Breathing problems – Accumulated fluid in your lungs (pulmonary edema) can make it difficult to breathe.
Organ failure – Malaria can cause your kidneys or liver to fail, or your spleen to rupture. Any of these conditions can be life-threatening.
Anemia – Malaria damages red blood cells, which can result in anemia.
Low blood sugar – Severe forms of malaria itself can cause low blood sugar (hypoglycemia), as can quinine — one of the most common medications used to combat malaria.
The complexity of the malaria parasite makes development of a malaria vaccine a very difficult task. Recent progress has been made with the completion of a Phase 3 trial of the RTS, S/AS01 candidate vaccine and review by the European Medicines Agency and WHO. There is currently no commercially available malaria vaccine. Over 20 other vaccine constructs are currently being evaluated in clinical trials or are in advanced preclinical development.
RTS, S/AS01 is the most advanced vaccine candidate against the most deadly form of human malaria, Plasmodium falciparum. A Phase 3 trial with 15460 children in seven countries in sub-Saharan Africa (Burkina Faso, Gabon, Ghana, Kenya, Malawi, Mozambique, and the United Republic of Tanzania) began in May 2009 and has now been completed.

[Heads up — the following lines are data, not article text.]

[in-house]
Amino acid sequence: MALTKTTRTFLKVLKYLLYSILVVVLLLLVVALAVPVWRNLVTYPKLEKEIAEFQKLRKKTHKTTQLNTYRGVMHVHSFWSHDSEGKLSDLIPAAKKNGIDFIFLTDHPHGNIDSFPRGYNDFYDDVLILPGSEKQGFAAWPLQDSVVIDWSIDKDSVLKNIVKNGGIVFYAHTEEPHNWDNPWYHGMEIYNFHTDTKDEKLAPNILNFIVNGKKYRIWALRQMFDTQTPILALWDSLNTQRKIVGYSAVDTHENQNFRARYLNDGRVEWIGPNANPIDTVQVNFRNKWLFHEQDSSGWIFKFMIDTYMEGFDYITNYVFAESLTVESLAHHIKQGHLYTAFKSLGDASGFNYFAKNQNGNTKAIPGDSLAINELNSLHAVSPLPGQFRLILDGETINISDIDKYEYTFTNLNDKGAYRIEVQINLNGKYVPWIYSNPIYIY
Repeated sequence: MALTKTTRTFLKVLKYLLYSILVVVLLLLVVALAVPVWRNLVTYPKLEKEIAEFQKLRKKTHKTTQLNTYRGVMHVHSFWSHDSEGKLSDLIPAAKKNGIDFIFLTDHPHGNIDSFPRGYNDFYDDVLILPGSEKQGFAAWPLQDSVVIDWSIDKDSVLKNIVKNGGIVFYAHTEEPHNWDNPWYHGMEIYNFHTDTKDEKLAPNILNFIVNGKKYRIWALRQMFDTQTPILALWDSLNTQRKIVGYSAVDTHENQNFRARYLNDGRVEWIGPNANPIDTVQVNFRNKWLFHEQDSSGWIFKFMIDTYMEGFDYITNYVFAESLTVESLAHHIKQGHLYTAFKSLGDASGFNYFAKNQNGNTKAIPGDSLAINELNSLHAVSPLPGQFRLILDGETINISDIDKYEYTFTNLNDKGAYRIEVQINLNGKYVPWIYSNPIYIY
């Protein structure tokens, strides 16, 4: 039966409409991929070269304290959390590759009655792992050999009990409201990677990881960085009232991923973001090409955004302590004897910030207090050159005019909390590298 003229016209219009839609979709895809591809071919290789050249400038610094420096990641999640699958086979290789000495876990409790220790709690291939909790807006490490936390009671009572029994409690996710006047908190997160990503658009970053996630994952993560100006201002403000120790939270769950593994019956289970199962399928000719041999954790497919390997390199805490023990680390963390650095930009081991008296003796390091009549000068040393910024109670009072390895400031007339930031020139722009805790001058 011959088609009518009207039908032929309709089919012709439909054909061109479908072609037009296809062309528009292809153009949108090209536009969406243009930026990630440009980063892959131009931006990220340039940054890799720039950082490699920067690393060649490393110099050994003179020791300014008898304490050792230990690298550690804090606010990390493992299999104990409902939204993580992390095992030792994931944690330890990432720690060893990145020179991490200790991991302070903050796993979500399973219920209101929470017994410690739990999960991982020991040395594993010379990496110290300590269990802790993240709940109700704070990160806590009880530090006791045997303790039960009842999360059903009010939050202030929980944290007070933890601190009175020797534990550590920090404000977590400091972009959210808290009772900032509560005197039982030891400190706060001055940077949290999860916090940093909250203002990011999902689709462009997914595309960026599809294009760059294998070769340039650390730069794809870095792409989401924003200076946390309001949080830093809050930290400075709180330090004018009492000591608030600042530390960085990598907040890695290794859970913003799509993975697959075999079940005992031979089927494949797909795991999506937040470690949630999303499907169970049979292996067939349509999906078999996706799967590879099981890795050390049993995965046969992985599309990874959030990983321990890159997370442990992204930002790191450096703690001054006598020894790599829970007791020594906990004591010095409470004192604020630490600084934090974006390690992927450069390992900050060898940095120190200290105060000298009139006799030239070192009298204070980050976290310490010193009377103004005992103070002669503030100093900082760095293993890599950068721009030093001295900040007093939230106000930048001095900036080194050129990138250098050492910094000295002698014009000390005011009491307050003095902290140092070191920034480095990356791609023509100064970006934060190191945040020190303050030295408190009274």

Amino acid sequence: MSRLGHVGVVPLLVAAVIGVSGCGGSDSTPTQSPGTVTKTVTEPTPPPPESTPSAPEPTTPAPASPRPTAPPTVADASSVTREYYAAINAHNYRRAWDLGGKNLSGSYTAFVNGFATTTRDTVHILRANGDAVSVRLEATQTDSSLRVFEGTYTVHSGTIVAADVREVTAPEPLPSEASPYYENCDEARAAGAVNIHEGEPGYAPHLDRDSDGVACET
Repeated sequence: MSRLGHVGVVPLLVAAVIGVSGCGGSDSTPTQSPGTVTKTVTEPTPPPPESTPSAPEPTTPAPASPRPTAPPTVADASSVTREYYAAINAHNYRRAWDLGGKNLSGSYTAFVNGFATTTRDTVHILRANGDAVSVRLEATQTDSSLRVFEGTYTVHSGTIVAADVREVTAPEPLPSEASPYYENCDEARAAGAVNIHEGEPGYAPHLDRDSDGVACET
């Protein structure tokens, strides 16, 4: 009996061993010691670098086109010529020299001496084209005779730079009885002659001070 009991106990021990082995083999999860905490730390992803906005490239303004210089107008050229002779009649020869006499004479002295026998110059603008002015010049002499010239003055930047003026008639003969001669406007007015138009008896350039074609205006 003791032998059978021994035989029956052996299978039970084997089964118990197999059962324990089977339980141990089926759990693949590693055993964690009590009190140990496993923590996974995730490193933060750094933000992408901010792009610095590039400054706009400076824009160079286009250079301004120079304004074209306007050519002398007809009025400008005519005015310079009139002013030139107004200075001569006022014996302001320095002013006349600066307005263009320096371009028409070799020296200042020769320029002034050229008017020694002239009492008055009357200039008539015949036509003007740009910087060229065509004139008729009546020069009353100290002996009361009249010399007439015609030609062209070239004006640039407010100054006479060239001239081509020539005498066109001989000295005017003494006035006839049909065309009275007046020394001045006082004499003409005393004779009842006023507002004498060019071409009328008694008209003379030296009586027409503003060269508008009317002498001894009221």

There were two age categories in the trial:
A) Children aged 5-17 months at first dose receiving the RTS, S/AS01 vaccine or a comparator vaccine; and
B) Children aged 6-14 weeks at first dose who receive the RTS, S/AS01 vaccine or a comparator vaccine in co-administration with the pentavalent vaccine from the routine immunization schedule.
All children received 3 doses of study vaccines vaccine at 1 month intervals. The role of a fourth dose 20 months after the first dose was also evaluated.
WHO Ghana welcomed the Ministry of Health’s launch of the world’s first malaria vaccine in a landmark pilot programme. Top health officials, WHO representatives, community leaders, and mothers and children gathered on 30 April 2019 to officially begin the vaccine rollout. The country-led phased vaccine introduction is supported by WHO, national and global health partners.